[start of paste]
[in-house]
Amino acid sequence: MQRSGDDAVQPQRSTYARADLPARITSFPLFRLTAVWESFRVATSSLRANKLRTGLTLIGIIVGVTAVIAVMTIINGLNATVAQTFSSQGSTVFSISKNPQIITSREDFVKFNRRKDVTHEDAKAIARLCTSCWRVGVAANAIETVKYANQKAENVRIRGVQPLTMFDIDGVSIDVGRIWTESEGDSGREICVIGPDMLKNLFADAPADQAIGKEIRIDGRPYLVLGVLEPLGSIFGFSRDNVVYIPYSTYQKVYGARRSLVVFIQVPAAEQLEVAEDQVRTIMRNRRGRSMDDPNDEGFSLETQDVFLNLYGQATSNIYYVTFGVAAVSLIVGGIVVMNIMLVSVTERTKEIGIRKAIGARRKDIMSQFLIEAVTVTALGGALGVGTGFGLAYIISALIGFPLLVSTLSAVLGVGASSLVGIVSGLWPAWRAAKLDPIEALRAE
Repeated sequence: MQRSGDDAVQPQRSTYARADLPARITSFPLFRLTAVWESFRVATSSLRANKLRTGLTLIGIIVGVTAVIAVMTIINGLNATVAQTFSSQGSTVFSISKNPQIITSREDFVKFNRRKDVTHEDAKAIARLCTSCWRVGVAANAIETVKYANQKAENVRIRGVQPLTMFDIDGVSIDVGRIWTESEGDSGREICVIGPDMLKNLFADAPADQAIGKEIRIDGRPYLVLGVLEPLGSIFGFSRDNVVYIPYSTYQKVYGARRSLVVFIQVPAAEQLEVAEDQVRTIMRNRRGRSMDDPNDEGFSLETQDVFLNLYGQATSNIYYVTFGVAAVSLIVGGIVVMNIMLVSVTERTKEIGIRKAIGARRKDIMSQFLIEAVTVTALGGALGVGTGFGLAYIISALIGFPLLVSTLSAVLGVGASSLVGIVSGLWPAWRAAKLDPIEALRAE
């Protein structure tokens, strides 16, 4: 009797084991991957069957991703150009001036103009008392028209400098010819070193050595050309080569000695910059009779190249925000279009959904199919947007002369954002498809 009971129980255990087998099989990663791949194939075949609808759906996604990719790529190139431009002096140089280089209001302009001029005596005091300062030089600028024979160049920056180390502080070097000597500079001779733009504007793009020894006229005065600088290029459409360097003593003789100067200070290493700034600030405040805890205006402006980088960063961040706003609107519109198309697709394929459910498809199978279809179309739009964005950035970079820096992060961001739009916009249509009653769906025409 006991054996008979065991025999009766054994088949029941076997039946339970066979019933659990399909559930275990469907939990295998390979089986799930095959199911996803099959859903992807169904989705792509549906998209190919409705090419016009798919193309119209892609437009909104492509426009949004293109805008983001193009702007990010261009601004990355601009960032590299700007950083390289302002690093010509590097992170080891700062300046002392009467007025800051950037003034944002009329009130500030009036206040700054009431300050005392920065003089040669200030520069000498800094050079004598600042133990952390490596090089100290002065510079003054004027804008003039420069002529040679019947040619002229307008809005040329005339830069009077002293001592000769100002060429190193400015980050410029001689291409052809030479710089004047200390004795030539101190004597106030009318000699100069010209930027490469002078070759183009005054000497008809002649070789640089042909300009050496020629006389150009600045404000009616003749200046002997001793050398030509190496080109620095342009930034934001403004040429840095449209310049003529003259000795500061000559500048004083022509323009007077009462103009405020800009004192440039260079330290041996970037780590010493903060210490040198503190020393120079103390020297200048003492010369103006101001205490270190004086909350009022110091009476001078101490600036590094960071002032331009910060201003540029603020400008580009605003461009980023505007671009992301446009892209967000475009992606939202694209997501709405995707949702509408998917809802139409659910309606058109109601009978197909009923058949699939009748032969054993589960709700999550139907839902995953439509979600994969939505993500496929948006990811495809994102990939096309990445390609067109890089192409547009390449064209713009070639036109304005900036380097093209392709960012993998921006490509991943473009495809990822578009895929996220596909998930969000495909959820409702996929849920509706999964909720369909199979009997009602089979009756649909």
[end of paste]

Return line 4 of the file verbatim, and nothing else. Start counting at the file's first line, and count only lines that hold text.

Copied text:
């Protein structure tokens, strides 16, 4: 009797084991991957069957991703150009001036103009008392028209400098010819070193050595050309080569000695910059009779190249925000279009959904199919947007002369954002498809 009971129980255990087998099989990663791949194939075949609808759906996604990719790529190139431009002096140089280089209001302009001029005596005091300062030089600028024979160049920056180390502080070097000597500079001779733009504007793009020894006229005065600088290029459409360097003593003789100067200070290493700034600030405040805890205006402006980088960063961040706003609107519109198309697709394929459910498809199978279809179309739009964005950035970079820096992060961001739009916009249509009653769906025409 006991054996008979065991025999009766054994088949029941076997039946339970066979019933659990399909559930275990469907939990295998390979089986799930095959199911996803099959859903992807169904989705792509549906998209190919409705090419016009798919193309119209892609437009909104492509426009949004293109805008983001193009702007990010261009601004990355601009960032590299700007950083390289302002690093010509590097992170080891700062300046002392009467007025800051950037003034944002009329009130500030009036206040700054009431300050005392920065003089040669200030520069000498800094050079004598600042133990952390490596090089100290002065510079003054004027804008003039420069002529040679019947040619002229307008809005040329005339830069009077002293001592000769100002060429190193400015980050410029001689291409052809030479710089004047200390004795030539101190004597106030009318000699100069010209930027490469002078070759183009005054000497008809002649070789640089042909300009050496020629006389150009600045404000009616003749200046002997001793050398030509190496080109620095342009930034934001403004040429840095449209310049003529003259000795500061000559500048004083022509323009007077009462103009405020800009004192440039260079330290041996970037780590010493903060210490040198503190020393120079103390020297200048003492010369103006101001205490270190004086909350009022110091009476001078101490600036590094960071002032331009910060201003540029603020400008580009605003461009980023505007671009992301446009892209967000475009992606939202694209997501709405995707949702509408998917809802139409659910309606058109109601009978197909009923058949699939009748032969054993589960709700999550139907839902995953439509979600994969939505993500496929948006990811495809994102990939096309990445390609067109890089192409547009390449064209713009070639036109304005900036380097093209392709960012993998921006490509991943473009495809990822578009895929996220596909998930969000495909959820409702996929849920509706999964909720369909199979009997009602089979009756649909």